There’s a veneer of pseudo-Roman-ish* mythology and politics to the whole thing, but there’s no depth to it. And he’s sort of kind of maybe stolen a bit of Plato’s Republic for his setting, but again, not really. And he gets some of his Roman mythology wrong (specifically, misunderstanding how Mars and Ares relate between Roman and Greek myth), which is an enormous black mark from my perspective. But mostly, he uses the Roman stuff as a thin, aesthetic veneer, without it really linking to any of the underlying concepts he’s doing, such as they are. There’s no understanding, no subtle interplay of themes. Just colours and outfits and names and vague ideas. And, shocker of shockers, this infuriates me. Because it’s not like these aren’t things it’s easy to research and work into things more thoroughly. It’s not like we don’t have loads and loads of information. I mean even Wikipedia, unreliable as it is on these matters, would have been able to inform him better. I mean for goodness’ sake, your evil overlord is called Nero au Augustus. FOR SERIOUS. I despair, sometimes, I really do.

And then, of course, we get to my other pet niggle – characters. They are basically lacking here. It’s a triumph of telling, rather than showing, and you never get the sense that the protagonist is an actual person? He’s more a bundle of whatever traits the author needs in this chapter, but not actual linked to his behaviour. He’s supposed to be intelligent – but we don’t see it in his actions and choices. He’s supposed to be full of rage – but it never really comes out. We’re told an awful lot about Darrow, but none of it really ever comes into play in how he behaves. He just follows the obvious protagonist track, keeping on being obvious protagonist in the face of predictable barriers to his success. He doesn’t even engage with his predictable protagonist mission all that much. And then, of course, there’s the problem of how overblownly protagonist he is. He’s just magically better at everything, stronger, smarter, more resilient, better at fighting, and all because he’s the Helldiver of Lykos!** protagonist. Training? Meh! Who needs it. He’s the Helldiver of Lykos. Research? Practice? Dance lessons? Nope. He’s the Helldiver of Lykos! And so it goes on. Interminably. He’s so stunningly, amazingly good at the entrance exams for the super amazing school that Quality Control have to come and check he didn’t cheat. But he didn’t, because he’s the Helld-… I’ll stop now.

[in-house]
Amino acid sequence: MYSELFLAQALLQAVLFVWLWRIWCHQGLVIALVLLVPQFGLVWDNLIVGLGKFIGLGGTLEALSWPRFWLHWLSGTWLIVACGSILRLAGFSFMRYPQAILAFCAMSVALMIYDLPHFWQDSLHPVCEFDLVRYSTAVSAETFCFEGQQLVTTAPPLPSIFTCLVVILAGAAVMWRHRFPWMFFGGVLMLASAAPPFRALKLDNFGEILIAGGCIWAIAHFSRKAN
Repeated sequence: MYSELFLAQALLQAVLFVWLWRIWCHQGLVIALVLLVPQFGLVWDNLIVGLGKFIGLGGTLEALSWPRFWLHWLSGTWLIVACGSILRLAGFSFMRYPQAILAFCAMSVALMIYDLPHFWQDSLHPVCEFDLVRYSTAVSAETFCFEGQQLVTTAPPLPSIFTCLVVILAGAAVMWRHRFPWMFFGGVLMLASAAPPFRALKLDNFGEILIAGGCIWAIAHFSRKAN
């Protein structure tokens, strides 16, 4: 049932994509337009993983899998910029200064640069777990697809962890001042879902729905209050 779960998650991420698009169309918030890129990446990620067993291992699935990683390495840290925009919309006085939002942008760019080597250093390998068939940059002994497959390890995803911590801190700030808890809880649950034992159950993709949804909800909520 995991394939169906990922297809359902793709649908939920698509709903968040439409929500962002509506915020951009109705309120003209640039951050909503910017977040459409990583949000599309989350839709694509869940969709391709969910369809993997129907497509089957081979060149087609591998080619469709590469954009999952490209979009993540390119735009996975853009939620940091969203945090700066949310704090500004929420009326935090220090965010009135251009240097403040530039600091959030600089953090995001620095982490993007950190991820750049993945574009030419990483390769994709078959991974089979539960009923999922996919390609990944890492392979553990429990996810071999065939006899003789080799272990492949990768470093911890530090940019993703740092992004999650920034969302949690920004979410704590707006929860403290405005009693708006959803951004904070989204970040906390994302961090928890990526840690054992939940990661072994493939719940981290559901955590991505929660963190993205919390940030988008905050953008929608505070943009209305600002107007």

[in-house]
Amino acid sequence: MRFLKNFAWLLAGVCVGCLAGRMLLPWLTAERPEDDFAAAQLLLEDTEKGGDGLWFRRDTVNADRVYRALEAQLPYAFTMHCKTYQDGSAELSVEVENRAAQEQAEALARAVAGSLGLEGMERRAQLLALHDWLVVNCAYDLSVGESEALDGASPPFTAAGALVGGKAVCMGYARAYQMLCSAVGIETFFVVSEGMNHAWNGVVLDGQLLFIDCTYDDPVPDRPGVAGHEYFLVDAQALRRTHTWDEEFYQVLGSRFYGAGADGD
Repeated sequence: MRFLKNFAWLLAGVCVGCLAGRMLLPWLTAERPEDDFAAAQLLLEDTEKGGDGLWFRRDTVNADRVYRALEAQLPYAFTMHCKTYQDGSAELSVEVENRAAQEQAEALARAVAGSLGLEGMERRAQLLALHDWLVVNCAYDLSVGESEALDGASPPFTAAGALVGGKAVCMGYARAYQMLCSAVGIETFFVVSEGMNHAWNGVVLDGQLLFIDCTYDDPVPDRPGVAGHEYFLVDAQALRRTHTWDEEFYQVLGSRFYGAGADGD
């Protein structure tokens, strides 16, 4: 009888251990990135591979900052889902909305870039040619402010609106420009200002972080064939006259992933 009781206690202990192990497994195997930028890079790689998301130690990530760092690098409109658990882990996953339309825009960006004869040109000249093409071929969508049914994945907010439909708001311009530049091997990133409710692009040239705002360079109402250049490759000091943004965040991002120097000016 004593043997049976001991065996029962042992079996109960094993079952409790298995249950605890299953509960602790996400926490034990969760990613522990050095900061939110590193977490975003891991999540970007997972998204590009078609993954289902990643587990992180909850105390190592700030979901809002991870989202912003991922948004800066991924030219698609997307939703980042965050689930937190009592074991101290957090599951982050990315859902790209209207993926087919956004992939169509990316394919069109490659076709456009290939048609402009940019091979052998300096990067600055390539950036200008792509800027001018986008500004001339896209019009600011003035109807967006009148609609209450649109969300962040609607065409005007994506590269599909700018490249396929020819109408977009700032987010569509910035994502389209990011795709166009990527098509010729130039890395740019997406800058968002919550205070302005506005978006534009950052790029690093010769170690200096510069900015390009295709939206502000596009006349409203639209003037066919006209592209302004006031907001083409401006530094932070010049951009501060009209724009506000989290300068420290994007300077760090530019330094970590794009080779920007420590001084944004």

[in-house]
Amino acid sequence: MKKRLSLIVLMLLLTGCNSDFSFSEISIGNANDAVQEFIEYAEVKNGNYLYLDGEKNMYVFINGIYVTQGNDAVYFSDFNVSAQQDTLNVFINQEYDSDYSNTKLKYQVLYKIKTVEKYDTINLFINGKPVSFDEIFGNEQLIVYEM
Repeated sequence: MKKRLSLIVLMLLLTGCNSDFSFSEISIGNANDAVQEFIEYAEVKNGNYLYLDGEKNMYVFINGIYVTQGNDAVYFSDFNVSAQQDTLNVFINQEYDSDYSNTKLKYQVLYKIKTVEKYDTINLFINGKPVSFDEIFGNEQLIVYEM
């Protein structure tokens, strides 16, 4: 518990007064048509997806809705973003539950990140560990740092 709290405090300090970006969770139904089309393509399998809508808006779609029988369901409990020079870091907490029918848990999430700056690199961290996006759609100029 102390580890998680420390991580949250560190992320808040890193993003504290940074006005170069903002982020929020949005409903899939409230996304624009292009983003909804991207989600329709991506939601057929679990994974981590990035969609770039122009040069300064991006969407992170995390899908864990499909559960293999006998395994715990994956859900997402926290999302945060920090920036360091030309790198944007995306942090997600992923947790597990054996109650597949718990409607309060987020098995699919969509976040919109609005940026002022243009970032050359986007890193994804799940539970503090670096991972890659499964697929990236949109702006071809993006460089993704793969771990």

This book is a childish, amateurish attempt at the story of an oppressed boy who turns out, because of his heritage, to be amazing at everything, and his quest to overthrow his oppressors. Along the way, we encounter misogyny (and fridging! Really obvious fridging!), bad mythology, horrendous language abuse, any trope you care to name and a painful disregard for the enjoyment of the reader. If I read a worse book this year, frankly, I’ll be shocked. I didn’t even have to pause before I gave it one star on Goodreads. So I apologise for all the swears in here, but I’m not being hyperbolic, it really was this shit.

And you know what? I’m going to read me some China Miéville next to cheer me up. Otherwise I’ll forget what decent writing looks like.

So don’t read this book. You don’t deserve that. You’re better than that.


*Hedging because like fuck does he know what he’s doing.
**This phrase gets repeated about every other page. And is the answer to everything Darrow can miraculously do better than everyone else. It is really very smug and can fuck right off. I thought Peter Grant and his amazing GCSE in everything was bad? Nope. Apparently the Helldiver of Lykos is the thing to be if you want to get ahead.


About readerofelse

A student of a redundant, useless and thoroughly interesting subject and reader of many books, particularly fantasy, science fiction and plenty else besides.
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One Response to Red Rising – Pierce Brown

  1. Pingback: 2017 in Books | A Reader of Else